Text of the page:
Cyprus eases controls on banks as probe launched

NICOSIA - Cyprus eased capital controls imposed to avoid a run on banks as the government launched a judicial probe on Tuesday into how the island was pushed to the verge of bankruptcy before having to agree a crippling eurozone bailout.
After talks in Nicosia with international creditors, the central bank announced that it was raising the limit on business transactions from 5,000 euros to 25,000 and was allowing people to issue cheques of up to 9,000 euros.
Central bank official Yiangos Demetriou told state radio that savers in the island’s largest lender Bank of Cyprus would also be able to access 10 per cent of their deposits over 100,000 euros.
But he added that the representatives of the troika—the European Central Bank, the European Union and the International Monetary Fund—had asked for more information before agreeing to the release of the full 40 per cent of deposits over that threshold that savers can be sure of retaining.
“Today, we will release 10 per cent of the funds tied to the Bank of Cyprus,” Demetriou told the radio. “We are committed to give some information to representatives of the troika, to attempt to release the remaining amount,” he added.
Larger depositors could lose all of the remaining 60 per cent of their balances over 100,000 euros depending on the costs of winding up and merging second largest lender Laiki. Savers in that bank will have to wait years to see any of their cash over 100,000 euros.
Cypriot banks have been operating under stringent capital controls since they reopened on Thursday, after a near two-week lockdown prompted by fears of a run on deposits. Central Bank of Cyprus governor Panicos Demetriades said in an interview with the Financial Times published on Tuesday that the remaining controls would be eased in stages.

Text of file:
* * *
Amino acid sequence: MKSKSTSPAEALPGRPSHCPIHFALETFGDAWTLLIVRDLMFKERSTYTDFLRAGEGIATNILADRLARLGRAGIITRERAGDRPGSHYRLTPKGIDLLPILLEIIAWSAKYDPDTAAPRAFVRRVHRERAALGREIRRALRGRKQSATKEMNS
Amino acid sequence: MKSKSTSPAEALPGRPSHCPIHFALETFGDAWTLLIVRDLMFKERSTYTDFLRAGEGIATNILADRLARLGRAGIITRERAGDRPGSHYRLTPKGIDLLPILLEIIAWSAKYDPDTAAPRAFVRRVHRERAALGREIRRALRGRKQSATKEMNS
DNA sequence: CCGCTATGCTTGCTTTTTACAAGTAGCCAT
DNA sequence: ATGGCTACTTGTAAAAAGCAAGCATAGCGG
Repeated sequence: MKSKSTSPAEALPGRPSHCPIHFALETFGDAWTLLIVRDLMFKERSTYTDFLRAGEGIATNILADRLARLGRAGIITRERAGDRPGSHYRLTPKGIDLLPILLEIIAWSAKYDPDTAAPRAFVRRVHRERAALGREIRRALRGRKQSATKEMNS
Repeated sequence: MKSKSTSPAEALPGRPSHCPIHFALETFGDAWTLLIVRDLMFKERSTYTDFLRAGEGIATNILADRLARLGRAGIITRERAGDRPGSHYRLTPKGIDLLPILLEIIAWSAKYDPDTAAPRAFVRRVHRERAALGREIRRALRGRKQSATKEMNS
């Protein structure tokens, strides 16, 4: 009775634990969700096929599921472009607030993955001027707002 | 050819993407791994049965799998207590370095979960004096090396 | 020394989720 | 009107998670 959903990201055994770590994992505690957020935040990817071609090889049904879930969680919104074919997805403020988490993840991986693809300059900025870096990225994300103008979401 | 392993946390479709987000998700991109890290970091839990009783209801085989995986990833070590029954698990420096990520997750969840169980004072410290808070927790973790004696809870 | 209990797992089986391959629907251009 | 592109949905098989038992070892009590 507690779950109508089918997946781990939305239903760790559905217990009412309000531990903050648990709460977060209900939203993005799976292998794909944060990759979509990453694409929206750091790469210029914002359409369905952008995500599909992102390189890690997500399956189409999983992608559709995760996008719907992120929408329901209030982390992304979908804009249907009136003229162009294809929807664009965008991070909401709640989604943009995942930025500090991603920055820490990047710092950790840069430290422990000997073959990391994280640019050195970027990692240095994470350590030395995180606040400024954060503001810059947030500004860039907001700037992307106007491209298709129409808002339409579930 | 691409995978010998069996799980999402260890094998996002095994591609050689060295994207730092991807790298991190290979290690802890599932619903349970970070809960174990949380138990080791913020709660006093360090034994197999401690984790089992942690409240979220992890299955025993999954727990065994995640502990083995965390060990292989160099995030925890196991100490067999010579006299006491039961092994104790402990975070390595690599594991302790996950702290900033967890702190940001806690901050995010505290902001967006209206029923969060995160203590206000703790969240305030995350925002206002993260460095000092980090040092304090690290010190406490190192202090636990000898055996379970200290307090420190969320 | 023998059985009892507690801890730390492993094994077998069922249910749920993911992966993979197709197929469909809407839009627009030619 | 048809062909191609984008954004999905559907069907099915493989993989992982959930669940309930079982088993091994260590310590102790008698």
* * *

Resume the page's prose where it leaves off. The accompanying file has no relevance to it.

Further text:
“I can’t really tell you if it will be seven or 14 days before capital controls end,” Demetriades said. “We have to lift them gradually.”
Given the scale of the shock being dealt to the island’s economy, the troika has indicated readiness to give Cyprus more time to bring its budget into surplus, according to a draft loan agreement obtained by AFP.
The draft sets 2017 instead of 2016 as the target year for Cyprus to achieve a four per cent primary budget surplus.
But it stressed that the reduction in government revenues and increase in social spending likely to result from the sharp recession gripping the island should not be allowed to get in the way of consolidating public finances.
“In the event of underperformance of revenues or higher social spending needs due to adverse macroeconomic effects, the government should stand ready to take additional measures to preserve the programme objectives, including by reducing discretionary spending,” it said.
With public anger mounting, the government set up a judicial inquiry on Tuesday into the banking collapse.
President Nicos Anastasiades called on the three-judge commission—George Pikkis, Panayiotis Kallis and Yiannakis Constantinides—to investigate himself and his family members as a “matter of priority” and with “extra vigour”.
This is seen as a move to counter unsubstantiated allegations that his family members used privileged information to get money out of the country before deposits were locked down.
Accusations have also been made against other leading politicians and business figures that they took advantage of their position to protect their assets from a hit on bank deposits imposed by European Union-led creditors last month.
Anastasiades said nobody was immune from the inquiry not even his extended family or the law firm in which he was a partner until recently.
“The current plight of the economy and our people is without a doubt the result of a synergy of factors both external and internal,” Anastasiades said at the swearing-in ceremony.
“A series of acts or omissions from those authorised to manage the economy or the banking system led the country to the brink of bankruptcy, the dissolution of one its largest banks and the loss of billions from an impairment of deposits,” he added.
The massive losses suffered by savers in the island’s two largest banks in the first eurozone rescue package to punish larger depositors has sparked huge resentment against anybody seen as having taken unfair advantage to shirk their share of the burden.

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